Don't mention the bugged wheelie bins
Technology roll-outs can sometimes prompt surprising reactions, but few can have been more extreme than last week's media frenzy about schemes using RFID tags to help measure and record household waste.
By submitting your email address, you agree to receive emails regarding relevant topic offers from TechTarget and its partners. You can withdraw your consent at any time. Contact TechTarget at 275 Grove Street, Newton, MA.
"Germans plant bugs in our wheelie bins," screamed one tabloid headline, as if our European partners were enacting some clandestine plot to achieve world domination by looting our leftovers.
The lesson is, no matter how innocuous and helpful technology may seem, if its introduction could be construed as secret or underhand in any way, then someone will be up in arms about it.
Particularly if the supplier comes from a country that fought us in two world wars and (England, at any rate) in a handful of keenly contested football matches.
Don't misbehave - we have your fingerprints
Pioneering London comprehensive Holland Park School has long had a reputation for progressive, liberal schooling, which makes its plan to trial fingerprinting every pupil in an effort to track attendance more than a little baffling.
The school seems set on the £4,500 system, which will see electronic pads installed outside every classroom and children signing in to lessons by placing their index finger on the pad.
The school and the local Kensington & Chelsea Council have so far brushed off all concerns about human rights, data protection and the like - as well as students' worries that it will make them feel like criminals.
Downtime plans to keep a watchful eye on this one. And of course, in the unlikely event that Computer Weekly is required reading at Holland Park School, we would love to hear your views.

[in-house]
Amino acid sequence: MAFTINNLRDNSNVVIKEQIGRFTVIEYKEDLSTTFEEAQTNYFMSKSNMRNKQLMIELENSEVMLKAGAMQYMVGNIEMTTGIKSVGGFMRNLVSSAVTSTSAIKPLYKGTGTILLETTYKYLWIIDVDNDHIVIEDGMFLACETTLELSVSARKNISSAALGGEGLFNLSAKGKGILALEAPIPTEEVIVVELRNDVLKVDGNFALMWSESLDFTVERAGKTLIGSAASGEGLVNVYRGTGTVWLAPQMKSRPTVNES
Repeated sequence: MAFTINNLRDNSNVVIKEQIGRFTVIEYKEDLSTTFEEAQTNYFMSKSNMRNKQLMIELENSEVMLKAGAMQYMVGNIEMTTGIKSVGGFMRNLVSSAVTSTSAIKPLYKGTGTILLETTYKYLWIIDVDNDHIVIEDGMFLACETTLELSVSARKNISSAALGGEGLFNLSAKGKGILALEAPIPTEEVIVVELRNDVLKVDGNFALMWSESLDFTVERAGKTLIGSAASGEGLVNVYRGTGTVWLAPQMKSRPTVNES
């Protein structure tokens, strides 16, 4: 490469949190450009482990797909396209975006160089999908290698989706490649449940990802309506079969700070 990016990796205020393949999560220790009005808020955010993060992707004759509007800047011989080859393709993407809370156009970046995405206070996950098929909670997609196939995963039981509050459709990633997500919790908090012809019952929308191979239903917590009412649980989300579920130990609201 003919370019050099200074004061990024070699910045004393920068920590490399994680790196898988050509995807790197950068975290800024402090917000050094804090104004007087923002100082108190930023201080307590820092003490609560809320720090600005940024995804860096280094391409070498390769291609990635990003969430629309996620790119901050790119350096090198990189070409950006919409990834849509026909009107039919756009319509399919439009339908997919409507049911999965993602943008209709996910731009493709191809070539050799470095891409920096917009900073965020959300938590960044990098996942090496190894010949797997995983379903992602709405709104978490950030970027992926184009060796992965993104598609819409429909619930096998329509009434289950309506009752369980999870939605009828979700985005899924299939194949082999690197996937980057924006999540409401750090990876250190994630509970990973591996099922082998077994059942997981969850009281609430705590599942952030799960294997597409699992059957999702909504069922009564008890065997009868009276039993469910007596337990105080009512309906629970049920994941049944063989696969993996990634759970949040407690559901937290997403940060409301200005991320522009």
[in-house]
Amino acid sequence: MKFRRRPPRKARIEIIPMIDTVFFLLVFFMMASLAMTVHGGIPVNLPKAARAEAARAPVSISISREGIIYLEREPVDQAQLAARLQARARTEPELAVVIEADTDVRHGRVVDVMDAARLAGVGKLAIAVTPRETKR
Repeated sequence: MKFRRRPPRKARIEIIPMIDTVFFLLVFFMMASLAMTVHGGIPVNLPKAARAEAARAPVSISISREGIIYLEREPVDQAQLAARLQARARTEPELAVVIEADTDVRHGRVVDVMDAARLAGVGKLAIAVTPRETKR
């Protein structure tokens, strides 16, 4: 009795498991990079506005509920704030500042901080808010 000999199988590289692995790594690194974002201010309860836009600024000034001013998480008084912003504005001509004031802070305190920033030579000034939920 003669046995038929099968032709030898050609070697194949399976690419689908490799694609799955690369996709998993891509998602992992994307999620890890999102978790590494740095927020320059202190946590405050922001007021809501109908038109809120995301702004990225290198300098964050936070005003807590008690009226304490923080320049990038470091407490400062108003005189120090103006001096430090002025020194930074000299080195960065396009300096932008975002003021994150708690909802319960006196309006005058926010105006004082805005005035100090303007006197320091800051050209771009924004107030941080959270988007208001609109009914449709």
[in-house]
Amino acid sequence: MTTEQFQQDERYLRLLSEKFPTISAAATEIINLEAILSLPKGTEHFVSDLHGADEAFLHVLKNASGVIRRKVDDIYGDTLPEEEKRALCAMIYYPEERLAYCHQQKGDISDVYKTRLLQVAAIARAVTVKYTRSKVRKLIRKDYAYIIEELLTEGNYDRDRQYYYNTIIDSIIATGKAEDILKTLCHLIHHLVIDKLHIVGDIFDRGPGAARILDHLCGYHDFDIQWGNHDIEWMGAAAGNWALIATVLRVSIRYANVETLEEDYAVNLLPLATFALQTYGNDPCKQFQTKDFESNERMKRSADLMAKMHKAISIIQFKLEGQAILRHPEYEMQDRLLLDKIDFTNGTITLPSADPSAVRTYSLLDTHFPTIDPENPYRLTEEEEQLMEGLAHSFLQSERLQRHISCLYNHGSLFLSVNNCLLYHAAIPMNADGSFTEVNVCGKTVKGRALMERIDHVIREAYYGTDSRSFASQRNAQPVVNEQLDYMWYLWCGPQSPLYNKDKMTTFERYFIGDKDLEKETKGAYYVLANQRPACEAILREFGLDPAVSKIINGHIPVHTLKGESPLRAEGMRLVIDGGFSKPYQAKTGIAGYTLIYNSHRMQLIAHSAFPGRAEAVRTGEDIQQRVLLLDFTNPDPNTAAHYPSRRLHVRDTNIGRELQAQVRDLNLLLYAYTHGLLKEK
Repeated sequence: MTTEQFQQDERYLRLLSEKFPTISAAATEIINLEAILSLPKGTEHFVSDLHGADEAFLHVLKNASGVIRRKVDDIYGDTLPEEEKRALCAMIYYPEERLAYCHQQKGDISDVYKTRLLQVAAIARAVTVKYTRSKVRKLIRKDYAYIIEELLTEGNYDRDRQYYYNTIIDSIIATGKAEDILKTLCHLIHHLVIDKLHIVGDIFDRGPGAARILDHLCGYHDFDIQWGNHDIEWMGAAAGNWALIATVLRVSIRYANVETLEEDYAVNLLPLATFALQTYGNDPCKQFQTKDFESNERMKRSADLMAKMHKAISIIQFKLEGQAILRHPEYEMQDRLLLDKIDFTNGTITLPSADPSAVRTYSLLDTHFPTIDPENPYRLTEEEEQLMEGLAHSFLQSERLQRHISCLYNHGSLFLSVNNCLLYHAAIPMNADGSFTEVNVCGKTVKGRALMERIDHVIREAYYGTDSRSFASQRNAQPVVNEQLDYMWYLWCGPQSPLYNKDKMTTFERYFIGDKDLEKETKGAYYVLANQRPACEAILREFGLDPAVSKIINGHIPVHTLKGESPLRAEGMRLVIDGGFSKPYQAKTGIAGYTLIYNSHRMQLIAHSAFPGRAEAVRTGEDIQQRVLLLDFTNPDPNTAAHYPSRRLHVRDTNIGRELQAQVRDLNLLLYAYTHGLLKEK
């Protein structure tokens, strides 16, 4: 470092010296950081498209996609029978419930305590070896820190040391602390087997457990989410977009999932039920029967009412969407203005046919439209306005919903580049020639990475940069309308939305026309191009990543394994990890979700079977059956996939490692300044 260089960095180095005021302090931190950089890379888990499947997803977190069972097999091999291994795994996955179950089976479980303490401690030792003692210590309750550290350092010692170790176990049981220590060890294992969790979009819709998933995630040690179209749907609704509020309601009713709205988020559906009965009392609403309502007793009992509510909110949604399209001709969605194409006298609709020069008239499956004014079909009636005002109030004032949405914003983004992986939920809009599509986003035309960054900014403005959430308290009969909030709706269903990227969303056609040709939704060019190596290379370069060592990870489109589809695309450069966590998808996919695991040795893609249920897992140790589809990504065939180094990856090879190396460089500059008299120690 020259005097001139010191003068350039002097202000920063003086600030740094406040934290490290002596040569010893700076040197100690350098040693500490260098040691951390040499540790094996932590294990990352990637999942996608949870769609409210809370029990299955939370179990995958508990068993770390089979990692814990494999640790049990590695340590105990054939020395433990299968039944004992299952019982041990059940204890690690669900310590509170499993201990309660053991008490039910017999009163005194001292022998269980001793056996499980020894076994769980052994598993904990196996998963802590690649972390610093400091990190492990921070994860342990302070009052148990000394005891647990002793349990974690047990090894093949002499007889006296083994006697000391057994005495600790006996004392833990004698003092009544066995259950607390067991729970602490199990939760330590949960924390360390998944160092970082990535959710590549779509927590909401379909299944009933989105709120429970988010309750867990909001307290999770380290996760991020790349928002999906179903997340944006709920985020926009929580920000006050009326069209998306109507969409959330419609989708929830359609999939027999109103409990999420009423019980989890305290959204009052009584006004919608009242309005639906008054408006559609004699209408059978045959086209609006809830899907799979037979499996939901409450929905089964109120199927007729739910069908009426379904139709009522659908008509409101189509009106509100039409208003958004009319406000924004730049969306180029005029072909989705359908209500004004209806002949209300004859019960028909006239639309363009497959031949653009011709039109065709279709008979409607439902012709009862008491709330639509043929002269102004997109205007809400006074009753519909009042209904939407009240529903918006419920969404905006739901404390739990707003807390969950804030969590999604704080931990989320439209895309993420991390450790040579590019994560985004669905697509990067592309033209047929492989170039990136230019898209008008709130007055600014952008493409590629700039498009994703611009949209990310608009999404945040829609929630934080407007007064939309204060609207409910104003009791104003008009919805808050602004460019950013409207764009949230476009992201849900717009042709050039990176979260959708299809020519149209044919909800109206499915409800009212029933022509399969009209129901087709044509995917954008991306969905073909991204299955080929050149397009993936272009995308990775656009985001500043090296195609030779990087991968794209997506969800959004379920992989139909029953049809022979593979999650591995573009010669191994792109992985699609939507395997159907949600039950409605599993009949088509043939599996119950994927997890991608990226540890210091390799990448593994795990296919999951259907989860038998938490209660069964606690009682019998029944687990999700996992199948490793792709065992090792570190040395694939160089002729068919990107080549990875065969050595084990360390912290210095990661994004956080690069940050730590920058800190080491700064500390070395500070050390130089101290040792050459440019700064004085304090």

Health service bargain hunters head for Zanzibar
Downtime cannot help feeling that the high-profile first purchases on government agency OGCbuying.solutions' new e-procurement hub, known as Zanzibar, did not quite have the right big-savings-from-cutting-edge-technology message.
London NHS hospital trust St Mary's was the first to take the plunge with the new system, which is designed to cut procurement costs across the public sector.
And what, you might wonder, were the first transactions that will in time save the NHS hundreds of millions of pounds? Well, since you ask, St Mary's bought three nurses' tunics for £20.
Just how many cut-price tunics does it take to pay for a government e-procurement hub? A fair few, wethinks.
It seems mobile phones also have long memories
Hot on the heels of warnings from the BBC about the perils of dumping our PCs without getting them professionally wiped first, it now seems mobile phones should come with the same health warning.
To make the point, security firm Trust Digital bought 10 phones on eBay and claims to have used widely available software to resurrect more than 27,000 pages of documents from just these devices.
Among the messages uncovered was a racy exchange between a married man and a woman where he warns that his wife is getting suspicious and they need to cool it for a bit. In a less gossipy but more troubling vein, another phone contained information on one firm's plans to win a multimillion-pound government transportation contract, and yet another offered up bank account and password details.
"We found a mountain of personal and corporate data," said Trust Digital CEO Nick Magliato, whose firm may or may not have a vested interest in getting us all worried.
Contribute to Downtime: If you have a funny IT-related story, we want to hear from you. firstname.lastname@example.org
Vote for your IT greats
Who have been the most influential people in IT in the past 40 years? The greatest organisations? The best hardware and software technologies? As part of Computer Weekly’s 40th anniversary celebrations, we are asking our readers who and what has really made a difference?
Vote now at: www.computerweekly.com/ITgreats